Thursday, July 2, 2009

epitome, umlaut, metamorphosis, grandiose

The title is a few of the more pretentious impressive words I remember learning as a kid, always through books. I never had any idea how to say them, nor did I really have much occasion to, so mostly they just stayed in my head. Sometimes I managed to include them in my writing. Though sometimes, I assumed the pronunciation was obvious, and embarrassed myself. (Thanks, mom, for remembering e-pi-tome.)

I have a post-it note in my planner that I just like having there. I wrote down one of these words that one of my eighth grade students used earlier this year. He has Asperger's Syndrome and is incredibly bright--so he often uses those words that I wouldn't have used, because I was too shy and concerned with what other people would think. I already got teased for always having a book with me, but that was just something I had to deal with--I was not about to leave the books behind.

I don't remember the context of my student using this word--though I wish I did. But I only wrote down the word. And predictably, when he used it, everyone rolled their eyes, there was some groaning, and at least one person said something along the lines of, "Why does he talk like that?" or "What the hell is he talking about?" or "Who cares?" He appeared not to notice, pleased with his observation and his use of a new word. His classmates weren't making fun of how he said the word. They were making fun of him for using it, for knowing it. No one else had any idea what it meant, or if they did, they were not about to admit it.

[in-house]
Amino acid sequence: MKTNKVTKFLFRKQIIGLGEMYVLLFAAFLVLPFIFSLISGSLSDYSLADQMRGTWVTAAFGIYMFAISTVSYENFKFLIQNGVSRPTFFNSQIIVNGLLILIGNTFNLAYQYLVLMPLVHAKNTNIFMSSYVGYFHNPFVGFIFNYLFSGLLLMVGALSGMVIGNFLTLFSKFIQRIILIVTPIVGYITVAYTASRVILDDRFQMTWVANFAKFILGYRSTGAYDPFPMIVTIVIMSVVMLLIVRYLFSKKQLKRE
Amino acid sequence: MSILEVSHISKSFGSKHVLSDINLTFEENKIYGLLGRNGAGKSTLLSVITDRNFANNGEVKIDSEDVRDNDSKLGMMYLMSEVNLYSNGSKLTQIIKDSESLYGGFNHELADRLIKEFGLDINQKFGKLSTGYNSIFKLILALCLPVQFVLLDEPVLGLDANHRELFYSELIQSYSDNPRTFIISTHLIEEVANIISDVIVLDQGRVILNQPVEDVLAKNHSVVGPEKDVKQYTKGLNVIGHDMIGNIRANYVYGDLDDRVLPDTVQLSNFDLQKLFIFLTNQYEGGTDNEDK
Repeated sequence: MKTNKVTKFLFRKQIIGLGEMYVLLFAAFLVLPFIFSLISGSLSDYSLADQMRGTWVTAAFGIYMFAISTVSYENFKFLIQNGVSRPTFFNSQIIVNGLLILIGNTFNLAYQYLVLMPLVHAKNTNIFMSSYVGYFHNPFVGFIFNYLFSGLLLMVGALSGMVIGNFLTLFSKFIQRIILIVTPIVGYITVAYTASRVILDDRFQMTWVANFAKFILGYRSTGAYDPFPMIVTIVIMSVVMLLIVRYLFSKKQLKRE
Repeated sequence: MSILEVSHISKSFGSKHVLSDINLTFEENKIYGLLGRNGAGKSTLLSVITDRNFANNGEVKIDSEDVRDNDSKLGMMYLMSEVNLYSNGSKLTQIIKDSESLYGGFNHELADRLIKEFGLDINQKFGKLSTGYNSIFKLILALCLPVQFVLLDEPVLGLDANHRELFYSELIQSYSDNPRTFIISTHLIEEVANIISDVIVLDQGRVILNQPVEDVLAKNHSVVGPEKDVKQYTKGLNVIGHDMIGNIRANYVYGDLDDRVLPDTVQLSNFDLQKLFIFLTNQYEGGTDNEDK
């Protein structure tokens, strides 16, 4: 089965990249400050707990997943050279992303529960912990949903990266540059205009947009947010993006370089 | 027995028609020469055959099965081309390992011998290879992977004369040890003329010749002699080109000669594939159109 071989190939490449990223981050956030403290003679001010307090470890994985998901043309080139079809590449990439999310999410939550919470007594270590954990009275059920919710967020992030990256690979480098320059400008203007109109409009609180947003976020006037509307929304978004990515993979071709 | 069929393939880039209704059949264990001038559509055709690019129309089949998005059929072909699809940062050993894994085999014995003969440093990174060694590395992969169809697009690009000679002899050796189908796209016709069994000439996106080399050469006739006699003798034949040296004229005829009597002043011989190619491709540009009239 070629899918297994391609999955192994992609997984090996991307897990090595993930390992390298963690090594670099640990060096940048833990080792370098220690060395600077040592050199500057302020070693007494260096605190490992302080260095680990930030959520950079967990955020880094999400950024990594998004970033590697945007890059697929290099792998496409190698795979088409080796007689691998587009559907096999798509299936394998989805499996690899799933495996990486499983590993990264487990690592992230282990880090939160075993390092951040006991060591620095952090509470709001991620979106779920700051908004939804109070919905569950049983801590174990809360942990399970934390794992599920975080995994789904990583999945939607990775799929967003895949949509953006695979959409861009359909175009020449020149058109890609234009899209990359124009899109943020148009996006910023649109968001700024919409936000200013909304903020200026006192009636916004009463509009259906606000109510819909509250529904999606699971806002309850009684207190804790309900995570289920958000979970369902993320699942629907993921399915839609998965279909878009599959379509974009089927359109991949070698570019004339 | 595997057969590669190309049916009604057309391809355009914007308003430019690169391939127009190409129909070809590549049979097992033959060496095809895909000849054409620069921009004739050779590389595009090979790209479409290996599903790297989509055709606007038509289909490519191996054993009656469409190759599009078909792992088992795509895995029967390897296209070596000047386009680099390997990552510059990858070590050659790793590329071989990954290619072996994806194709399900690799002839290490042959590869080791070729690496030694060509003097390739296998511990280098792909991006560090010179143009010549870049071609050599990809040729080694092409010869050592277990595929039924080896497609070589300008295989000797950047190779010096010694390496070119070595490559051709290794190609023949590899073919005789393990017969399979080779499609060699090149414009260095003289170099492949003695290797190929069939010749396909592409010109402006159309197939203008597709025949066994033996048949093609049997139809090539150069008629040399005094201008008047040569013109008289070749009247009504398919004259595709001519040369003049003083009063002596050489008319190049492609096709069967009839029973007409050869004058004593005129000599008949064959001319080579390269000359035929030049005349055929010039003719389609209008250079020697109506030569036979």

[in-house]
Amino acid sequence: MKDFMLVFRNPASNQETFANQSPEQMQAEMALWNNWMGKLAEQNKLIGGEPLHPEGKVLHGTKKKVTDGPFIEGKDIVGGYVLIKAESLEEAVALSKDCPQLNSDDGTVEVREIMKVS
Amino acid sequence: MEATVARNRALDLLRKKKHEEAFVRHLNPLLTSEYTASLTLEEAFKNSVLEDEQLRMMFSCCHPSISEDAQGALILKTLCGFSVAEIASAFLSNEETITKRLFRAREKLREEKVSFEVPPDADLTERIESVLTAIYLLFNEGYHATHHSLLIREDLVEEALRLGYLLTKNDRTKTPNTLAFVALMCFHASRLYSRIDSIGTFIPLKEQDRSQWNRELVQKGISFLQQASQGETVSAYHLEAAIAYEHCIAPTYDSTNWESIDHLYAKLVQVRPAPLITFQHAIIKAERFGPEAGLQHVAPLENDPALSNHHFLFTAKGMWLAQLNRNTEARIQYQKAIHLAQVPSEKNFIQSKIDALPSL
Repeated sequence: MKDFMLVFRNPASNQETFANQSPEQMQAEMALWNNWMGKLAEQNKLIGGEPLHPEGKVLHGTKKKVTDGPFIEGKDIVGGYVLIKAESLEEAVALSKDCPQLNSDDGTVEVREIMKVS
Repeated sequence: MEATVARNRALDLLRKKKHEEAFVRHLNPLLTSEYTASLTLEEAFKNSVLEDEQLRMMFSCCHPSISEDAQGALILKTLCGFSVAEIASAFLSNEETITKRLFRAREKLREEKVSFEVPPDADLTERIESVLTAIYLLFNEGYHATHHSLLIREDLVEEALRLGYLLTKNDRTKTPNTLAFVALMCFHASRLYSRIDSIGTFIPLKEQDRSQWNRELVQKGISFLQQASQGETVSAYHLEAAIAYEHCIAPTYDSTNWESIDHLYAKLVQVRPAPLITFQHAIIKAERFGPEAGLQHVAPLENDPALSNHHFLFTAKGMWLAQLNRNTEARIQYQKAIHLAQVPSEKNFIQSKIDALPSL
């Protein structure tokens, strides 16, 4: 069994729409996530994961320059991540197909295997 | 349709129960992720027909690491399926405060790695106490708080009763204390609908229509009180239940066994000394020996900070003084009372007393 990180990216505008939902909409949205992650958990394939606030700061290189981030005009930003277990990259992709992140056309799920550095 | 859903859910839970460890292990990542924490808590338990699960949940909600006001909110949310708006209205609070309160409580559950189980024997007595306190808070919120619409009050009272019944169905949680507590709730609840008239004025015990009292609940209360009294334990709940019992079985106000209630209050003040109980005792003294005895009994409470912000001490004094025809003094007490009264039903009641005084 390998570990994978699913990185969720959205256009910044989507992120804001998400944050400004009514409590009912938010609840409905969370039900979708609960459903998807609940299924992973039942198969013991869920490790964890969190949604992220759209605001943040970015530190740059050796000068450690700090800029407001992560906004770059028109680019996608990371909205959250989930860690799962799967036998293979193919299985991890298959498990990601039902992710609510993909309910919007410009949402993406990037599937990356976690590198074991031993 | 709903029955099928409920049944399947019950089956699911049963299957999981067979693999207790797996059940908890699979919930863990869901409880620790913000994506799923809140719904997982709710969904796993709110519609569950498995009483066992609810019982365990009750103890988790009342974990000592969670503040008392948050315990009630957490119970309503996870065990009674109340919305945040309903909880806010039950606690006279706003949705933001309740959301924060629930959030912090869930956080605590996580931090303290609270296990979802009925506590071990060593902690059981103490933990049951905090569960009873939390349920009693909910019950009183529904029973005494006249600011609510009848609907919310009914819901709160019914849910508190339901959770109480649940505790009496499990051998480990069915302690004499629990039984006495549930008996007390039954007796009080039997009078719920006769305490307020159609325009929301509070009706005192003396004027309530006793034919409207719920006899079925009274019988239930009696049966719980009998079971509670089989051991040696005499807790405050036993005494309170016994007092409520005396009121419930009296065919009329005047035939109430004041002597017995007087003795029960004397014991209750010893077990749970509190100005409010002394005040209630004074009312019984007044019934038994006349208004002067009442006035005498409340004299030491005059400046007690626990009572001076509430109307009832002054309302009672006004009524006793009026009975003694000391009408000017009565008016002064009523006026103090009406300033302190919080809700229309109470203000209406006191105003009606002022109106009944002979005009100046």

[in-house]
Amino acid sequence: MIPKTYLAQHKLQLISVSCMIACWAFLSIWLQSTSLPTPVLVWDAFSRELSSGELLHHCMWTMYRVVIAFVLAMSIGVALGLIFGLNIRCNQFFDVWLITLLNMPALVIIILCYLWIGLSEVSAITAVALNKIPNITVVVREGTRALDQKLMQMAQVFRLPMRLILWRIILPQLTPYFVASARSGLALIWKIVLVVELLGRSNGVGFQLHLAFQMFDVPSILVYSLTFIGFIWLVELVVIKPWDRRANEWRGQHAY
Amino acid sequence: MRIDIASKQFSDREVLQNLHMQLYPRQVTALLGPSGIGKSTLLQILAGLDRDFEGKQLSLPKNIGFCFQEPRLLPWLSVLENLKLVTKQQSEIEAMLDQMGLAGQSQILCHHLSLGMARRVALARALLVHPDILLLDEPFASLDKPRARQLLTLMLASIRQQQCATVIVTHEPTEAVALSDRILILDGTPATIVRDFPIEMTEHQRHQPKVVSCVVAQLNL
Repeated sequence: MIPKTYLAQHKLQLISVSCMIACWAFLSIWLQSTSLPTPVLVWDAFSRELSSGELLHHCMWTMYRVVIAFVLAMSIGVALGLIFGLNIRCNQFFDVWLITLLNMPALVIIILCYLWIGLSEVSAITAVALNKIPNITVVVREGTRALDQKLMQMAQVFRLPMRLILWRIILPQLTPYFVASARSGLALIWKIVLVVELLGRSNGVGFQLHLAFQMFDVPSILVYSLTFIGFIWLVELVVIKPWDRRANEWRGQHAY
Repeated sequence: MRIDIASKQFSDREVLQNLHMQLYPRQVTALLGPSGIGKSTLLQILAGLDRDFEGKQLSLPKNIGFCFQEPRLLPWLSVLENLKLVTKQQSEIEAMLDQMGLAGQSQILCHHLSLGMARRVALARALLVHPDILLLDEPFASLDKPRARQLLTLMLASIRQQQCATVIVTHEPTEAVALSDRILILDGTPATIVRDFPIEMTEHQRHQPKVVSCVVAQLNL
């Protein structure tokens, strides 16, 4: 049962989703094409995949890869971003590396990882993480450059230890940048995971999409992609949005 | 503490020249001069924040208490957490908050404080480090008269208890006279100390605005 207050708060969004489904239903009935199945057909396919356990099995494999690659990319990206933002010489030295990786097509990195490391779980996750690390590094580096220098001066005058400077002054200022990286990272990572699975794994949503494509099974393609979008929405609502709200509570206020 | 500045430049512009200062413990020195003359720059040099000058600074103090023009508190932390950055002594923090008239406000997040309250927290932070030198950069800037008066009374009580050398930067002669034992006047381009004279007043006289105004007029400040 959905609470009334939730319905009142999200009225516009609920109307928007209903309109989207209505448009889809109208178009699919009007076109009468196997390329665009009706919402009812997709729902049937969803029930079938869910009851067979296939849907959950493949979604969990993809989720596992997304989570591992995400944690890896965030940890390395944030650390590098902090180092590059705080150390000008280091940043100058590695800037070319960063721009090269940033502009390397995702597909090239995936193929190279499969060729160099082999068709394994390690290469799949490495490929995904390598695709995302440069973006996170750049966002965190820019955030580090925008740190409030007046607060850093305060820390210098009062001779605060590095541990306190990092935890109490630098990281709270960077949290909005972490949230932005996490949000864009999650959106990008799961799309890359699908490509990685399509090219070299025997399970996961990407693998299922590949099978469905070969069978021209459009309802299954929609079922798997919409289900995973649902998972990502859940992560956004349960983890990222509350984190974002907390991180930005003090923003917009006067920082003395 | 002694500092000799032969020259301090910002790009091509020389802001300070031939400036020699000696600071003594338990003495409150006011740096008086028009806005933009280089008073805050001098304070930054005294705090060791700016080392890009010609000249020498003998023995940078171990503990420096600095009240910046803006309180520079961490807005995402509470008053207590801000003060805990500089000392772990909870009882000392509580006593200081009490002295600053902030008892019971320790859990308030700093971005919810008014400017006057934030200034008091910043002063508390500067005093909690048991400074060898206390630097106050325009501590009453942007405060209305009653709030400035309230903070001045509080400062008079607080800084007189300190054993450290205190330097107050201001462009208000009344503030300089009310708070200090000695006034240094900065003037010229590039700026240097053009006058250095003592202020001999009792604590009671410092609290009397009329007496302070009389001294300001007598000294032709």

The word was posthumously. He said it the same way I said it the first time I tried it out--probably not until the end of high school, or maybe college. I wrote it down how he said it: post humously, like postal, and like humorously. That's what it looks like!

I didn't correct him. Maybe I should have. It's always hard, as a teacher, to know what will normalize a situation and what will make it even more awkward and potentially painful.

I couldn't catch him after class, either, because he leaves five minutes before the bell, so he won't get harassed by the other kids in the hallway.


kb said...

i avoid saying posthumous out loud because i'm never sure i'm pronouncing it right. it does have two pronunciations but neither start with "post" like "postal."

Gerry said...

was epitome "E-PIE-tome" cuz that's what I would have said

Elissa said...

e PIT o me (like you, me)